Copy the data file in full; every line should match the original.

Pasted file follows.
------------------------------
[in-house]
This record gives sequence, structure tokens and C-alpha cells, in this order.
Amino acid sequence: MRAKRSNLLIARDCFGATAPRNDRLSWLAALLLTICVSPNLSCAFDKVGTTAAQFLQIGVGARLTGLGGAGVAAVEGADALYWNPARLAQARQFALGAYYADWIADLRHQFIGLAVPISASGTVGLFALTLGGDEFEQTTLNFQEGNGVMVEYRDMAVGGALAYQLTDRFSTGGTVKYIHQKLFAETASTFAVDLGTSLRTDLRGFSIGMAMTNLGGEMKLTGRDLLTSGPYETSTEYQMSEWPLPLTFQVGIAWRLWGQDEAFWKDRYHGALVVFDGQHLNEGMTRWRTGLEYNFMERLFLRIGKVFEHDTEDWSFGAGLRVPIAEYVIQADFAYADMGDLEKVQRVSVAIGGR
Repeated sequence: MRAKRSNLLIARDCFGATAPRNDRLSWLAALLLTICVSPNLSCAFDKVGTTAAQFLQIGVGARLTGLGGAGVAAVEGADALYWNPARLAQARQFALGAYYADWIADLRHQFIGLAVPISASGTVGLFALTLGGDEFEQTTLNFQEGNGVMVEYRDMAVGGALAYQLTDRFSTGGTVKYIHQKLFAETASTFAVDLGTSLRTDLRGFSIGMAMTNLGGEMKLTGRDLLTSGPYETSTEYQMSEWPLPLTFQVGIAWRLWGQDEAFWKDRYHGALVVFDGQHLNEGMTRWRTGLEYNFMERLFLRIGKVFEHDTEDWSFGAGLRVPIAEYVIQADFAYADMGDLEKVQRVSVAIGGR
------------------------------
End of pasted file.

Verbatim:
[in-house]
This record gives sequence, structure tokens and C-alpha cells, in this order.
Amino acid sequence: MRAKRSNLLIARDCFGATAPRNDRLSWLAALLLTICVSPNLSCAFDKVGTTAAQFLQIGVGARLTGLGGAGVAAVEGADALYWNPARLAQARQFALGAYYADWIADLRHQFIGLAVPISASGTVGLFALTLGGDEFEQTTLNFQEGNGVMVEYRDMAVGGALAYQLTDRFSTGGTVKYIHQKLFAETASTFAVDLGTSLRTDLRGFSIGMAMTNLGGEMKLTGRDLLTSGPYETSTEYQMSEWPLPLTFQVGIAWRLWGQDEAFWKDRYHGALVVFDGQHLNEGMTRWRTGLEYNFMERLFLRIGKVFEHDTEDWSFGAGLRVPIAEYVIQADFAYADMGDLEKVQRVSVAIGGR
Repeated sequence: MRAKRSNLLIARDCFGATAPRNDRLSWLAALLLTICVSPNLSCAFDKVGTTAAQFLQIGVGARLTGLGGAGVAAVEGADALYWNPARLAQARQFALGAYYADWIADLRHQFIGLAVPISASGTVGLFALTLGGDEFEQTTLNFQEGNGVMVEYRDMAVGGALAYQLTDRFSTGGTVKYIHQKLFAETASTFAVDLGTSLRTDLRGFSIGMAMTNLGGEMKLTGRDLLTSGPYETSTEYQMSEWPLPLTFQVGIAWRLWGQDEAFWKDRYHGALVVFDGQHLNEGMTRWRTGLEYNFMERLFLRIGKVFEHDTEDWSFGAGLRVPIAEYVIQADFAYADMGDLEKVQRVSVAIGGR